Stars cascaded sickly though Godren’s head, but being so forcefully positioned allowed him to focus on the man before him. “At least my soul isn’t crippled like yours,” he said, composed even as he spoke through gritted teeth.
“Soul?” Ossen asked pointedly. “I don’t have a soul. And if babying one makes someone weak like you, I should be thanking my godforsaken mother for neglecting the concept.”
If his head was already spinning anyway, what was one more impact of his choice? Besides, he was tired of Ossen’s spiteful monologuing and bitter interjections that disrespected his mother, and surely Ossen’s skull wasn’t as hard as stone anyway.
Ramming his head forward, he caught Ossen’s face in the collision and forced him back in relent. “If you touch her in any way, I will carry out my worst threats and then beat your heart until it revives you, raw and shattered in ways that will never heal and haunted with mindless terror that will never abate, and then I will ensure that you live forever,” Godren revised, relaying all the ruthless sincerity in the world.
Then he turned persistently and started once more for the Underworld that waited so morbidly for his return, wondering at his determination to get there.
“Where,” Mastodon asked very pointedly, “have you been, Godren?” Her dark gaze was unblinking and penetrating as the inevitable interrogation befell him. “I acknowledge that you have requested I not make unfair assumptions based on Ossen’s tattling, but I am also aware of some inconsistencies in your manner that grow increasingly harder to ignore in good faith.”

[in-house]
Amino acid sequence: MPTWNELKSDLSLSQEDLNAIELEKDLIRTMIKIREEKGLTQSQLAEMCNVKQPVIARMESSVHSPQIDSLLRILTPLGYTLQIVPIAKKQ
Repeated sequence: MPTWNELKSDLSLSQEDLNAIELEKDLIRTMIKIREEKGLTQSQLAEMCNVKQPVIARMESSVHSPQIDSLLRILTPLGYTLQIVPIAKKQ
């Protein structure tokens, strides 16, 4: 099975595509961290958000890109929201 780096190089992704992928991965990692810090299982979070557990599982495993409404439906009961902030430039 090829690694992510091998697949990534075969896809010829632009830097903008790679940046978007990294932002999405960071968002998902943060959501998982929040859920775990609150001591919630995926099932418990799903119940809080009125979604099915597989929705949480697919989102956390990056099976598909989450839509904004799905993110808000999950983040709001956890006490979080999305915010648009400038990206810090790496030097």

Godren stood before her desk with his feet spaced apart for stability – and confidence – and his hands clasped rigidly behind his back. He stared at the wall behind her as he received his due confrontation, face completely stony.
“I’m going to give you a chance to be honest with me,” Mastodon informed him. “Of course, depending on your honest answer it could just as easily condemn as promote you, but we’re going to overlook that detail for the sake of sustaining my gracious image. So, let’s have it. Where is it you’ve been?”
“In contact with Her Royal Highness Catris Vandelta,” Godren replied mechanically.
If Mastodon was surprised by his claim – or his honesty, if she could tell it was the truth – she didn’t show it. One had to wonder if she would even blink against the wind.
“And what, pray tell, are you doing in contact with the princess of Raven City? I presume you have a very good excuse.”
“I contrive to eliminate being expendable, my lady. I see those who occupy advantageous angles in your favor as competition. I seek to assume their positions.” The wall kept his attention as he spoke, anchoring him. His rooted stance and matter-of-fact responses were the only way he could hope to stand against Mastodon’s perilous judgment. Manner was the only thing left to earn him points.
This time, his response seemed to prove thought-provoking – or at least interest-piquing. Mastodon considered him a moment.